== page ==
The Big Picture: Trouble in Ontario’s far north
Natural Resources Canada has released a 280-page report that takes the most comprehensive look yet at the impacts of climate change along the country’s coasts. Ontario’s portion is covered in a weighty chapter about Canada’s north coast, which includes Hudson Bay and James Bay. It reveals that the extent of sea ice there has shrunk by 10.4 per cent a decade, and that warmer temperature could affect tourism because the biggest attraction — polar bears — are migrating further north. One interesting finding is that Ontario’s north coast needn’t worry about sea level rise. The reason has to do with something called glacial isostatic adjustment, a fancy way of saying that Earth’s crust in that location is still slowly rising now that it doesn’t have a four-kilometre thick sheet of ice weighing it down. Sure, the big melt may have happened 10,000 years ago, but it takes a while for the crust to bounce back — a rate of about one centimetre a year. In this particular area, the rising crust will offset sea-level rise resulting from global climate change.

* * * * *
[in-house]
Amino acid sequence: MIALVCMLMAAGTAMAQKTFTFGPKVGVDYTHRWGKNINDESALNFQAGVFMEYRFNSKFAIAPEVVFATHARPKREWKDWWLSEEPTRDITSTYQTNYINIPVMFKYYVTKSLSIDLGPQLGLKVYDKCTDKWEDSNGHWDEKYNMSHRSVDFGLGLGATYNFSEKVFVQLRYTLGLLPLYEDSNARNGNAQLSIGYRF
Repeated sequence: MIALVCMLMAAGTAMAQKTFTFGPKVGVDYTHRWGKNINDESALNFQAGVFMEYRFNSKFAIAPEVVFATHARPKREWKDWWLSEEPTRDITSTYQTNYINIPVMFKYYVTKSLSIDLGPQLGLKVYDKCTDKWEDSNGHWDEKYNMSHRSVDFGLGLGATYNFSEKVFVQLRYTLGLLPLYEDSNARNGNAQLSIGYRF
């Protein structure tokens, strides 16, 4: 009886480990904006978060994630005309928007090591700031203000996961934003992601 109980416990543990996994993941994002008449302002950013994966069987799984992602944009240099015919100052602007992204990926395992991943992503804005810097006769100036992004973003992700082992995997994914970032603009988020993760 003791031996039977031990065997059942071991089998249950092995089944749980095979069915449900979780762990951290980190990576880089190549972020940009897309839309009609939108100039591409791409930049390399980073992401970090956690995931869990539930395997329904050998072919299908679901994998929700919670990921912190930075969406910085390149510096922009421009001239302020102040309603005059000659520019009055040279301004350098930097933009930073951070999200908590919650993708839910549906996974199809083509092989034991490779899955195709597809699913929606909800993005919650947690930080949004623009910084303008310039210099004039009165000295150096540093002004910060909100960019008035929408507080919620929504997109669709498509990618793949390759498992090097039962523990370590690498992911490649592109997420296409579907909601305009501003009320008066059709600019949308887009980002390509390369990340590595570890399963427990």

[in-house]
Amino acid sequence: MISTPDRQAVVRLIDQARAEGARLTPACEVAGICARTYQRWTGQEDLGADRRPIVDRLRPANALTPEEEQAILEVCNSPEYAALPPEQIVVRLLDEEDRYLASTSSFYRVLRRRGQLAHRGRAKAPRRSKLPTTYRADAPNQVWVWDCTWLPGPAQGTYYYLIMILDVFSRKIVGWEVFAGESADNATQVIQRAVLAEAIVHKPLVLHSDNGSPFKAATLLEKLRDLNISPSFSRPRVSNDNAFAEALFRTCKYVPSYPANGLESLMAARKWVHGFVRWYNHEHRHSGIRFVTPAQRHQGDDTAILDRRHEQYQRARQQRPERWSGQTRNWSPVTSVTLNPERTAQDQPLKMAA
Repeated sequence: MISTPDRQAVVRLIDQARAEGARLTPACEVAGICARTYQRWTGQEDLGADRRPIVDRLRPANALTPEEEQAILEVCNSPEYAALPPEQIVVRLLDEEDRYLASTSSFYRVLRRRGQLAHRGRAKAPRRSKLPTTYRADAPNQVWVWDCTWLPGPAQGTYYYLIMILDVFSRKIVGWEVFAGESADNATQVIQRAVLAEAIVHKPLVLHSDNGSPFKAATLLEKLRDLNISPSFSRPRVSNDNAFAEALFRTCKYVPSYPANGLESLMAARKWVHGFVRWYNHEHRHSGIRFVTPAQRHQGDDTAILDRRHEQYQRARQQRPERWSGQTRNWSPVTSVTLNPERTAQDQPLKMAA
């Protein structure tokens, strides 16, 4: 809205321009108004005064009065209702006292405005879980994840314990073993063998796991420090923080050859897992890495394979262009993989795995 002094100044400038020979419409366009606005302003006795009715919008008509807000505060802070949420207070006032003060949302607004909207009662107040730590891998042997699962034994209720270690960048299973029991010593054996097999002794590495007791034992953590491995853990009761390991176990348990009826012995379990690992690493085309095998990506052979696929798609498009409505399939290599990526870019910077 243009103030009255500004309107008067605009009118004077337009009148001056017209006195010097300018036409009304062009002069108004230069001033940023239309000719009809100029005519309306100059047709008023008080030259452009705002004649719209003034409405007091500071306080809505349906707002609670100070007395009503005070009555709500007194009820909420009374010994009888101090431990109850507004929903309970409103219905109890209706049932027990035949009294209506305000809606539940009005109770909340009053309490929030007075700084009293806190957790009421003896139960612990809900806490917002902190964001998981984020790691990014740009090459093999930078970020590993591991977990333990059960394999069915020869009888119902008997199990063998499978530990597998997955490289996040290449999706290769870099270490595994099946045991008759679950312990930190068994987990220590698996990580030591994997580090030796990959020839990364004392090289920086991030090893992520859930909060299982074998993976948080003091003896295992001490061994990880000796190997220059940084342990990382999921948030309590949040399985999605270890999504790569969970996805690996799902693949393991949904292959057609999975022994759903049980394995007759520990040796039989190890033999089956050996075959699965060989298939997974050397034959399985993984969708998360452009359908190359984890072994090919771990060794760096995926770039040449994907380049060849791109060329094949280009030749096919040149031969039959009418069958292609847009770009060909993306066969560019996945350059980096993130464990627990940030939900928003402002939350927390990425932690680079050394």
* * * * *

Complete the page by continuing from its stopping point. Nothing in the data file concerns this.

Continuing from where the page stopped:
The report takes a deep dive on the expected impacts along Canada’s Pacific, Atlantic and North coasts. The CBC has written a handy overview of the findings.
Research Spotlight: Follow that shrub!
Moose are migrating north, and there’s a climate connection. A peer-reviewed study published in the open-access Public Library of Science (PLOS) measured changes in shrub cover and shrub height in Alaska and found that increased vegetation was luring moose northward, much in the way snowshoe hares — and polar bears — are migrating north. Warmer temperatures, earlier melts and longer growing seasons mean moose can forage in areas previously off limits, mainly because the conditions are created for shrubs — i.e. moose grub — to flourish. “Indeed, the expanded shrub habitat observed across the Arctic may be contributing to observed increasing numbers of moose in parts of northern Canada and northern Eurasia, as it is in Alaska,” wrote researchers from the University of Alaska and U.S. Geological Survey. “These northward range shifts are a bellwether for other boreal species and their associated predators.”